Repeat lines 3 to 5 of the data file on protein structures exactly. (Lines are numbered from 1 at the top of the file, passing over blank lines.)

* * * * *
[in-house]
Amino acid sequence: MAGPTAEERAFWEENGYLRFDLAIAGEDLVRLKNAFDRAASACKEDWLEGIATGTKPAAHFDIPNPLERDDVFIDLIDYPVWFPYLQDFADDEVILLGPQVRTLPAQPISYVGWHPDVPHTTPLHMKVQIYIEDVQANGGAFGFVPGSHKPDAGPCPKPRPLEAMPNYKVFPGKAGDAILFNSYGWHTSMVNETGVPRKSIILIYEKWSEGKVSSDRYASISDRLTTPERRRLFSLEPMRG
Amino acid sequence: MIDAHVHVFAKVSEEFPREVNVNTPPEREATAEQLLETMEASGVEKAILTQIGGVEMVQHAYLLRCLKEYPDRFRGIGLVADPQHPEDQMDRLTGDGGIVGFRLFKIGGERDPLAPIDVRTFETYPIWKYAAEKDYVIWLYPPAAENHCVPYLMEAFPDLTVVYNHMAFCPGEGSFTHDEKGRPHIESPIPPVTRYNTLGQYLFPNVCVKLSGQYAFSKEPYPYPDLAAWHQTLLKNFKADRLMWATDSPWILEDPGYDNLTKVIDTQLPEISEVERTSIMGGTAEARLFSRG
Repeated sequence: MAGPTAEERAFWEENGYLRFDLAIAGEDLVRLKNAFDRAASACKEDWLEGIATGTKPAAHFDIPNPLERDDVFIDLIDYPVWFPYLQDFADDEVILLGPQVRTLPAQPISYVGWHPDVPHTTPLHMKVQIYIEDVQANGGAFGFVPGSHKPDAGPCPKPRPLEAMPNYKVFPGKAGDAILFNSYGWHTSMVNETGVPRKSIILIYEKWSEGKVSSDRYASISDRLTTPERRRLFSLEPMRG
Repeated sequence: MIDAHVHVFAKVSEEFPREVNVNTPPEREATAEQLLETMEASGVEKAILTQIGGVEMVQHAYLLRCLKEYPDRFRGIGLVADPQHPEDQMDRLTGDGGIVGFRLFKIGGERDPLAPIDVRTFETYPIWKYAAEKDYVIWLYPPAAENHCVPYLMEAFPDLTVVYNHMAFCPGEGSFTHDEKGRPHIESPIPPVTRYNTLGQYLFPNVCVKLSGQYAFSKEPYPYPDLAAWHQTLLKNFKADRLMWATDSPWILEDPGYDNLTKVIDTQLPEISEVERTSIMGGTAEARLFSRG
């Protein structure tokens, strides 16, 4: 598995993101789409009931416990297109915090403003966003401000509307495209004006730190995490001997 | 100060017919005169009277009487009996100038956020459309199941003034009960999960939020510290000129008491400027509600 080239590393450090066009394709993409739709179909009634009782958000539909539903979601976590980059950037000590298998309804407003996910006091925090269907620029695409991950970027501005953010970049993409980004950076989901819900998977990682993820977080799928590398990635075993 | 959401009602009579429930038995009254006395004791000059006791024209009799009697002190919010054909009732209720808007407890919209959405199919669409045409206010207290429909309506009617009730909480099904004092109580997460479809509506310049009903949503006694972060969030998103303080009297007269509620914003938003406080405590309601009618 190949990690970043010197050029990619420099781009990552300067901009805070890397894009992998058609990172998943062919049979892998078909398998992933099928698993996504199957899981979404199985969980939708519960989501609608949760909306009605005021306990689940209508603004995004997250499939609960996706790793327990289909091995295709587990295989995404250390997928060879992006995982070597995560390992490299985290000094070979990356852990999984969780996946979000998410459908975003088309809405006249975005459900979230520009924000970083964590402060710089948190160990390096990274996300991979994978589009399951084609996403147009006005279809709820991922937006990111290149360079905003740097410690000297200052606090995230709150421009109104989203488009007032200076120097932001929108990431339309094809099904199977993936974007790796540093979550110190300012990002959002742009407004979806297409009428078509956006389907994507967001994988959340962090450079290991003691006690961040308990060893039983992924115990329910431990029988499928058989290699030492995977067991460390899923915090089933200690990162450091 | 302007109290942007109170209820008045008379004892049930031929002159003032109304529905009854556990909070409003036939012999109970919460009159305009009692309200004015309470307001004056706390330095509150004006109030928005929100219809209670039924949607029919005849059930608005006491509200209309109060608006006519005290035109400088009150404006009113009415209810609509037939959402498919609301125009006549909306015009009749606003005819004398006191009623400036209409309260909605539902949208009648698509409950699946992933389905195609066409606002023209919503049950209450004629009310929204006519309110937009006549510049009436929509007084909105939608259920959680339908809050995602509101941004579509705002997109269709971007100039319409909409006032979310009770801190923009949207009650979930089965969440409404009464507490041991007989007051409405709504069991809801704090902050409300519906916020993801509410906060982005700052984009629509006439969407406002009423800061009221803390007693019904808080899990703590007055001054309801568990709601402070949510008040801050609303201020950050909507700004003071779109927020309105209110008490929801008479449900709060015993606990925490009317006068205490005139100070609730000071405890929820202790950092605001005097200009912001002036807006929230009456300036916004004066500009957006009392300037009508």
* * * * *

Amino acid sequence: MIDAHVHVFAKVSEEFPREVNVNTPPEREATAEQLLETMEASGVEKAILTQIGGVEMVQHAYLLRCLKEYPDRFRGIGLVADPQHPEDQMDRLTGDGGIVGFRLFKIGGERDPLAPIDVRTFETYPIWKYAAEKDYVIWLYPPAAENHCVPYLMEAFPDLTVVYNHMAFCPGEGSFTHDEKGRPHIESPIPPVTRYNTLGQYLFPNVCVKLSGQYAFSKEPYPYPDLAAWHQTLLKNFKADRLMWATDSPWILEDPGYDNLTKVIDTQLPEISEVERTSIMGGTAEARLFSRG
Repeated sequence: MAGPTAEERAFWEENGYLRFDLAIAGEDLVRLKNAFDRAASACKEDWLEGIATGTKPAAHFDIPNPLERDDVFIDLIDYPVWFPYLQDFADDEVILLGPQVRTLPAQPISYVGWHPDVPHTTPLHMKVQIYIEDVQANGGAFGFVPGSHKPDAGPCPKPRPLEAMPNYKVFPGKAGDAILFNSYGWHTSMVNETGVPRKSIILIYEKWSEGKVSSDRYASISDRLTTPERRRLFSLEPMRG
Repeated sequence: MIDAHVHVFAKVSEEFPREVNVNTPPEREATAEQLLETMEASGVEKAILTQIGGVEMVQHAYLLRCLKEYPDRFRGIGLVADPQHPEDQMDRLTGDGGIVGFRLFKIGGERDPLAPIDVRTFETYPIWKYAAEKDYVIWLYPPAAENHCVPYLMEAFPDLTVVYNHMAFCPGEGSFTHDEKGRPHIESPIPPVTRYNTLGQYLFPNVCVKLSGQYAFSKEPYPYPDLAAWHQTLLKNFKADRLMWATDSPWILEDPGYDNLTKVIDTQLPEISEVERTSIMGGTAEARLFSRG